Final thoughts

Ford Ranger Raptor front three-quarter view. Parked in the dunes of the Namib Desert.
The Raptor’s performance is awe-inspiring. There’s simply nothing like it on sale in South Africa.

There’s no doubt about it – the Ford Ranger Raptor is a phenomenal high-speed off-road machine with a breadth of 4×4 ability that no other bakkie (available in SA’s new-vehicle market) can match. Early on in our test drive, we named the Raptor we were driving the “Dune Destroyer”; it was – and remains – apt.

Considering the staggering performance that this vehicle offers, the starting price of R1 094 900 is relatively (again, relatively) reasonable. Bear in mind, however, that a service- or maintenance plan is an extra cost option… According to a local Ford dealer, a 4-year/60 000 km service plan costs R9 283.95, while the 6-year/90 000 km and 8-year/135 000 km ones cost R18 740.40 and R34 060.70 respectively.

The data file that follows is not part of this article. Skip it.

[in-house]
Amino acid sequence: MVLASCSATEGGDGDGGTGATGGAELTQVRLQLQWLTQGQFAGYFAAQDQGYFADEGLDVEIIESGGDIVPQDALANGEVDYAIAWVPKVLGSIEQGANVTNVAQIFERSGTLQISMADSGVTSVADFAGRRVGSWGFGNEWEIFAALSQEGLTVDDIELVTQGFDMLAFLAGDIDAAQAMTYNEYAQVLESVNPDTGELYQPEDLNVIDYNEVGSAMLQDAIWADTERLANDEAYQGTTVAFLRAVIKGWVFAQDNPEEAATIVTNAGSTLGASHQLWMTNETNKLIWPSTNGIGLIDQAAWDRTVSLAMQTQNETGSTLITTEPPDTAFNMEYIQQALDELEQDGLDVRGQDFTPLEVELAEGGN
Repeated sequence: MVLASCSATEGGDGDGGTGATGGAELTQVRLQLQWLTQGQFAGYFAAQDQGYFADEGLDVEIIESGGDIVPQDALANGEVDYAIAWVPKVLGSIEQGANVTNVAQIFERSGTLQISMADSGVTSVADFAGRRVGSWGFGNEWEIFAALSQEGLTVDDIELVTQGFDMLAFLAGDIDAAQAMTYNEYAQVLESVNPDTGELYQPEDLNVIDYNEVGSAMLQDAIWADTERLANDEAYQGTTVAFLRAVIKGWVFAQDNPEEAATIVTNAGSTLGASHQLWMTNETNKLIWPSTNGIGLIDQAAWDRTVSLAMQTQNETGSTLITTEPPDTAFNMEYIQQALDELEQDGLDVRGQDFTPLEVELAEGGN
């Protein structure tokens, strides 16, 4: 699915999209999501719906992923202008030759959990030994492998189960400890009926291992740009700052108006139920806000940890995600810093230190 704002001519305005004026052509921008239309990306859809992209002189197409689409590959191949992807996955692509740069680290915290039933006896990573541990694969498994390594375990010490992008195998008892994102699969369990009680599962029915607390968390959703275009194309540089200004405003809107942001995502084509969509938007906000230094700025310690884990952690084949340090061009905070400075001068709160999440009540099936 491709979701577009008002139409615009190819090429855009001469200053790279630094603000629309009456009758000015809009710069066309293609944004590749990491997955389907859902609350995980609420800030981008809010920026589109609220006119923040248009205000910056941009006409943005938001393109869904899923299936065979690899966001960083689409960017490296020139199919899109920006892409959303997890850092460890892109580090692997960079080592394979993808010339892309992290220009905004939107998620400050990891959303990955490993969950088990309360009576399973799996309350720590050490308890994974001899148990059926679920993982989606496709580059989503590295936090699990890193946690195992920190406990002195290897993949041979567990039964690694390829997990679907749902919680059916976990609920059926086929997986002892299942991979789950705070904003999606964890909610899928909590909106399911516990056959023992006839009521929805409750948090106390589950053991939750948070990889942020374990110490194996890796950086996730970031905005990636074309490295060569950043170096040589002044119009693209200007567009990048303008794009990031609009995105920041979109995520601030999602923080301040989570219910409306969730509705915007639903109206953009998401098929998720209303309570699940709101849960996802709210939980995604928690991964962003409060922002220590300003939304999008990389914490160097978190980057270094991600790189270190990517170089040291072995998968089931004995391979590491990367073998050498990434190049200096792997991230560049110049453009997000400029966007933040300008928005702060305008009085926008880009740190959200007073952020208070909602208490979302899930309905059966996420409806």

We guess you could kind of compare the new (now Thai-made) Ranger Raptor with the Jeep Gladiator 3.6 Rubicon double cab (R1.3 million), but with all respect to the, um, cumbersome American offering, this particular Ford product will only truly have competition when Toyota, Isuzu or GWM decides to build a rival out of their Hilux, D-Max or P-Series. As things stand, however, the Ranger Raptor is peerless.

How much does the new Ford Ranger Raptor Cost in South Africa?

Ford Ranger Raptor R1 094 900

The new Ford Ranger Raptor is sold with a 4-year/120 000 km warranty.

Buy a Ford Ranger Raptor on